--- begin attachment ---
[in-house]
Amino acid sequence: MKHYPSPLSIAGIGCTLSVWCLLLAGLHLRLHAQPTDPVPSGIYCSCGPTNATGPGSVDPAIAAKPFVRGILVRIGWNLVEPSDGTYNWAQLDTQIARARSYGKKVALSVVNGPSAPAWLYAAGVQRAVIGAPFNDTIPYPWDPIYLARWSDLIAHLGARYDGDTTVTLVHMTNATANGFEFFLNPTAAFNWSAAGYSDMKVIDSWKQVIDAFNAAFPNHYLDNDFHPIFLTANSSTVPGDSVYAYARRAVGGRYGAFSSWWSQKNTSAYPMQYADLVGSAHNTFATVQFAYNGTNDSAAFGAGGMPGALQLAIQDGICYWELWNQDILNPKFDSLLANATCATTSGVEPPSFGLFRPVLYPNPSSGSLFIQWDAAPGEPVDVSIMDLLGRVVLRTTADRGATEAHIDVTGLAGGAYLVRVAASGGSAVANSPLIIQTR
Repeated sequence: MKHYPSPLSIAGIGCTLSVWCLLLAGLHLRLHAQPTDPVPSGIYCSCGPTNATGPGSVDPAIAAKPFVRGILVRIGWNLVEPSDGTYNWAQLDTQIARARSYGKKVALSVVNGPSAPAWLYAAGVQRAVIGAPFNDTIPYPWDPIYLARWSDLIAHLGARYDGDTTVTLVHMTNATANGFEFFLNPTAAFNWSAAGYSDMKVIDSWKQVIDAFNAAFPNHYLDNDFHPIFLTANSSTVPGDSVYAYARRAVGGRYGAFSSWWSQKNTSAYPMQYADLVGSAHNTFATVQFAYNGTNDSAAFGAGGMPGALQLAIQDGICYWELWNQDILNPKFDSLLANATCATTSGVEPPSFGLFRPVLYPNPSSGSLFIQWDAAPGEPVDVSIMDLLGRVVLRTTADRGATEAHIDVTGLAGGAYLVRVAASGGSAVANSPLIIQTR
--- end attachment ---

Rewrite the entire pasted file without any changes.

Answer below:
[in-house]
Amino acid sequence: MKHYPSPLSIAGIGCTLSVWCLLLAGLHLRLHAQPTDPVPSGIYCSCGPTNATGPGSVDPAIAAKPFVRGILVRIGWNLVEPSDGTYNWAQLDTQIARARSYGKKVALSVVNGPSAPAWLYAAGVQRAVIGAPFNDTIPYPWDPIYLARWSDLIAHLGARYDGDTTVTLVHMTNATANGFEFFLNPTAAFNWSAAGYSDMKVIDSWKQVIDAFNAAFPNHYLDNDFHPIFLTANSSTVPGDSVYAYARRAVGGRYGAFSSWWSQKNTSAYPMQYADLVGSAHNTFATVQFAYNGTNDSAAFGAGGMPGALQLAIQDGICYWELWNQDILNPKFDSLLANATCATTSGVEPPSFGLFRPVLYPNPSSGSLFIQWDAAPGEPVDVSIMDLLGRVVLRTTADRGATEAHIDVTGLAGGAYLVRVAASGGSAVANSPLIIQTR
Repeated sequence: MKHYPSPLSIAGIGCTLSVWCLLLAGLHLRLHAQPTDPVPSGIYCSCGPTNATGPGSVDPAIAAKPFVRGILVRIGWNLVEPSDGTYNWAQLDTQIARARSYGKKVALSVVNGPSAPAWLYAAGVQRAVIGAPFNDTIPYPWDPIYLARWSDLIAHLGARYDGDTTVTLVHMTNATANGFEFFLNPTAAFNWSAAGYSDMKVIDSWKQVIDAFNAAFPNHYLDNDFHPIFLTANSSTVPGDSVYAYARRAVGGRYGAFSSWWSQKNTSAYPMQYADLVGSAHNTFATVQFAYNGTNDSAAFGAGGMPGALQLAIQDGICYWELWNQDILNPKFDSLLANATCATTSGVEPPSFGLFRPVLYPNPSSGSLFIQWDAAPGEPVDVSIMDLLGRVVLRTTADRGATEAHIDVTGLAGGAYLVRVAASGGSAVANSPLIIQTR